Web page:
As shown in FIG. 2, after the metal, 14, is conveyed out of the oven it is ran through two lamination rolls located on the top and bottom of the metal sheet. The thermoplastic film 10 capable of bonding to metal, wraps the lamination rolls with the adhesive side facing away from the lamination rolls but toward the metal sheet surface. Under pressure from the lamination rolls, and using the remaining heat in the metal from the ovens, the film is laminated to the metal. After only a couple seconds a chemical bond has started to form between the metal and the thermoplastic adhesive. The metal/film composite is further conveyed into a water tank where the composite article is cooled to room temperature before being wound into a roll.
A rubber/metal article made in accordance with the present invention offers many benefits over the primers and solvents including faster preparation time, easy of storage and recycling, and eliminates health concerns due to exposure to chemicals.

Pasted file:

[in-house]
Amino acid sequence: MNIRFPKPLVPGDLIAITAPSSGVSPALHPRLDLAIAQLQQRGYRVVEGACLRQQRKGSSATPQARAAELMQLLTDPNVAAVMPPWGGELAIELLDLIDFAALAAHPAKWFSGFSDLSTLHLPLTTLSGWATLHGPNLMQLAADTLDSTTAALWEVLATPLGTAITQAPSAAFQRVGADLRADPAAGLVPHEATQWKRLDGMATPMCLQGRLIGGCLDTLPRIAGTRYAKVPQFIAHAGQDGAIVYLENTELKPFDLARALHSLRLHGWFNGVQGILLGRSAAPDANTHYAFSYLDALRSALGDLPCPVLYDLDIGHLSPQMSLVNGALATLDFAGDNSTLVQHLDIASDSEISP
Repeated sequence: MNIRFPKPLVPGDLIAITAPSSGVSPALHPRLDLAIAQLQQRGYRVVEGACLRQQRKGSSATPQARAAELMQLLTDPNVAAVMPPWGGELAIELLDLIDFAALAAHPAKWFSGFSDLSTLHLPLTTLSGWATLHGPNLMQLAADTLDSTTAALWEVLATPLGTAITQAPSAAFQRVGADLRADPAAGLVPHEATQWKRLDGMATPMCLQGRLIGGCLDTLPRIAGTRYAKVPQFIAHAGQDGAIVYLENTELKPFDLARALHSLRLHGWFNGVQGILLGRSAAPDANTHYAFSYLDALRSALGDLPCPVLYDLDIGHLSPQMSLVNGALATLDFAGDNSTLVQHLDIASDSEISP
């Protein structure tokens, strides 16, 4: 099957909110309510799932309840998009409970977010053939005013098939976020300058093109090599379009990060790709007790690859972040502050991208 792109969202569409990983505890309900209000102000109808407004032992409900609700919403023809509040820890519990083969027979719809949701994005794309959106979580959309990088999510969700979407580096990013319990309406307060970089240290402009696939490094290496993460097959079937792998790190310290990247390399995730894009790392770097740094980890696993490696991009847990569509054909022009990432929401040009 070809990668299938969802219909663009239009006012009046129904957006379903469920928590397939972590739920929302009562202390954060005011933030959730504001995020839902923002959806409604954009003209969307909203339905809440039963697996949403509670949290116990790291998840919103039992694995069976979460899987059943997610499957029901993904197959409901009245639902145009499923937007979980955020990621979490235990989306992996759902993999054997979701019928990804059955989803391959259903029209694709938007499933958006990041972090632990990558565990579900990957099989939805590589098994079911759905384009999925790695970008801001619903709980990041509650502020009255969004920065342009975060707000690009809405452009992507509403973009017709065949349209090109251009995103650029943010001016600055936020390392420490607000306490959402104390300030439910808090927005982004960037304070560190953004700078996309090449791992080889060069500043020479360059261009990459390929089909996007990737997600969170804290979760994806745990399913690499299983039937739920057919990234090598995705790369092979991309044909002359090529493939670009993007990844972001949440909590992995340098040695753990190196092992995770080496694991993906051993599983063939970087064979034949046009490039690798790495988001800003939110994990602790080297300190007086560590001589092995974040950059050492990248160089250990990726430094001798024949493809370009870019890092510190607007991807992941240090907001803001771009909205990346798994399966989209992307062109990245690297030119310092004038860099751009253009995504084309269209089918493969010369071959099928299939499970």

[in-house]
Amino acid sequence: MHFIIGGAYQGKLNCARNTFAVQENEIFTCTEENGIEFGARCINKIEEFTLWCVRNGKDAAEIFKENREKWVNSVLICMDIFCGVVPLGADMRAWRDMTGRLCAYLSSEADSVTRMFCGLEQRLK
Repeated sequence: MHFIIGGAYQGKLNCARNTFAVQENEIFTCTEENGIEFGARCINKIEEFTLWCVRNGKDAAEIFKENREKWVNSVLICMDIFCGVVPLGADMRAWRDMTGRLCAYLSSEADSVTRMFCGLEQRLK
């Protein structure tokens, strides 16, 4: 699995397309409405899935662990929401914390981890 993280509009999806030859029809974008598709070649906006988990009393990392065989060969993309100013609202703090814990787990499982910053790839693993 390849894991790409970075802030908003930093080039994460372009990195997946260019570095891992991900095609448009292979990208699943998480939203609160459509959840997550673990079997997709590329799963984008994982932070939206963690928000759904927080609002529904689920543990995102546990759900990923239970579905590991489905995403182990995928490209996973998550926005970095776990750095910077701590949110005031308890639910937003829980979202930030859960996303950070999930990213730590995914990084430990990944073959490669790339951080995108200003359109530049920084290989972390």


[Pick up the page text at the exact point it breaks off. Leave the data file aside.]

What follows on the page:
While embodiments have been illustrated and described in the drawings and foregoing description, such illustrations and description are considered to be exemplary and not restrictive in character, it being understood that only illustrative embodiments have been shown and described and that all changes and modifications that come within the spirit of the disclosure are desired to be protected. The applicants have provided description and figures which are intended as illustrations of embodiments of the disclosure, and are not intended to be construed as constraining or implying limitation of the disclosure to those embodiments. There is a plurality of advantages of the present disclosure arising from various features set forth in the description. It will be noted that alternative embodiments of the disclosure may not include all of the features described yet still benefit from at least some of the advantages of such features. Those of ordinary skill in the art may readily devise their own implementations of the disclosure and associated methods, without undue experimentation, that incorporate one or more of the features of the disclosure and fall within the spirit and scope of the present disclosure.